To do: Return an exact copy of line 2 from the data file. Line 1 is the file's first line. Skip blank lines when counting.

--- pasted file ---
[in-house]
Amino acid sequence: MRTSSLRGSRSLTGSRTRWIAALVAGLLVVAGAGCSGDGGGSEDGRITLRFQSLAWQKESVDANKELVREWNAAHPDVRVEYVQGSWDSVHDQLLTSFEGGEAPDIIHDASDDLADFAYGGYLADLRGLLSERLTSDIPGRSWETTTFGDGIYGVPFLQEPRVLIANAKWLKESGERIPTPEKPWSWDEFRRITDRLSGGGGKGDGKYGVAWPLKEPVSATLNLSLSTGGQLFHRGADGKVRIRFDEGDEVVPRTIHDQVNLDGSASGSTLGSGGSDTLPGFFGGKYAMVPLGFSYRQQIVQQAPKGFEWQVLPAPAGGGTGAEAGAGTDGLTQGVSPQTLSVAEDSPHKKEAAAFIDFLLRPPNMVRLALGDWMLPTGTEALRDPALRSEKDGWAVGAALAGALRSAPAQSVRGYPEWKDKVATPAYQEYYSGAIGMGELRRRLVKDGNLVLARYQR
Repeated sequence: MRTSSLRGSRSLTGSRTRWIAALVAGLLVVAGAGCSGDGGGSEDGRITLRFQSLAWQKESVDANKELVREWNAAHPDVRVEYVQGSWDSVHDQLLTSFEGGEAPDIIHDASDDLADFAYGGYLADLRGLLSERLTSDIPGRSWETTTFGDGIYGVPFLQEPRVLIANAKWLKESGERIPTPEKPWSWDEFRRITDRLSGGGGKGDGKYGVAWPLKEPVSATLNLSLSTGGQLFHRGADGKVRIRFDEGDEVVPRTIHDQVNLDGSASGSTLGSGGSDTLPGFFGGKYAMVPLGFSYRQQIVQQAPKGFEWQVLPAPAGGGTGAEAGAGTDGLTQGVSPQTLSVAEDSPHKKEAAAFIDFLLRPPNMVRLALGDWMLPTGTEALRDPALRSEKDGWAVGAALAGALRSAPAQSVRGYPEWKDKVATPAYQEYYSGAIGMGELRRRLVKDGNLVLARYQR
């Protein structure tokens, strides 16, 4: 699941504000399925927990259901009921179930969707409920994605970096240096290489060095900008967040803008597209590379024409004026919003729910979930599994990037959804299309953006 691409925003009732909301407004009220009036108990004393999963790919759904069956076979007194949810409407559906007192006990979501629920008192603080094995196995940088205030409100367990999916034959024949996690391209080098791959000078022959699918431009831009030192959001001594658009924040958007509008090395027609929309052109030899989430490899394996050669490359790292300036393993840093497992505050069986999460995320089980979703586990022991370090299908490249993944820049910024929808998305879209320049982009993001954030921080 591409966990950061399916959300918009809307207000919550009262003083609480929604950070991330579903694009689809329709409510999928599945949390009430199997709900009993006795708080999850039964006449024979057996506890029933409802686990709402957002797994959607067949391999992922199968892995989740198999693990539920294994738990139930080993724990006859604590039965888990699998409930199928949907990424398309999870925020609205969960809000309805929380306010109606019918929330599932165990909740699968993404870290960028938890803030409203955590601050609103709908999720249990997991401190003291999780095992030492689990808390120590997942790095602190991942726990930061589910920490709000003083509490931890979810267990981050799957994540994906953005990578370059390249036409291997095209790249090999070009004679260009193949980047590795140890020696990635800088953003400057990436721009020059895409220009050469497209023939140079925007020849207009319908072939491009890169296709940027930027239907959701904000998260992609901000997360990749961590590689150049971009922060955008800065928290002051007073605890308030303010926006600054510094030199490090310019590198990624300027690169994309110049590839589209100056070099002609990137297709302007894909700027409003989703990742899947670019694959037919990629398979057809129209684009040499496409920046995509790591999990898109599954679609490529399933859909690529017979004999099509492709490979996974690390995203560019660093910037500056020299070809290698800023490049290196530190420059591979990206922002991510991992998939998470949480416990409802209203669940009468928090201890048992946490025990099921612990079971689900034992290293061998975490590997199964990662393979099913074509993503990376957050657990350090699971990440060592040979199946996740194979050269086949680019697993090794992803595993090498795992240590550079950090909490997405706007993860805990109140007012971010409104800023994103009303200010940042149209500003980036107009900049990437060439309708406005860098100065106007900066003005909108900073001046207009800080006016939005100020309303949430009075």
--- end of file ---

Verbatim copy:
Amino acid sequence: MRTSSLRGSRSLTGSRTRWIAALVAGLLVVAGAGCSGDGGGSEDGRITLRFQSLAWQKESVDANKELVREWNAAHPDVRVEYVQGSWDSVHDQLLTSFEGGEAPDIIHDASDDLADFAYGGYLADLRGLLSERLTSDIPGRSWETTTFGDGIYGVPFLQEPRVLIANAKWLKESGERIPTPEKPWSWDEFRRITDRLSGGGGKGDGKYGVAWPLKEPVSATLNLSLSTGGQLFHRGADGKVRIRFDEGDEVVPRTIHDQVNLDGSASGSTLGSGGSDTLPGFFGGKYAMVPLGFSYRQQIVQQAPKGFEWQVLPAPAGGGTGAEAGAGTDGLTQGVSPQTLSVAEDSPHKKEAAAFIDFLLRPPNMVRLALGDWMLPTGTEALRDPALRSEKDGWAVGAALAGALRSAPAQSVRGYPEWKDKVATPAYQEYYSGAIGMGELRRRLVKDGNLVLARYQR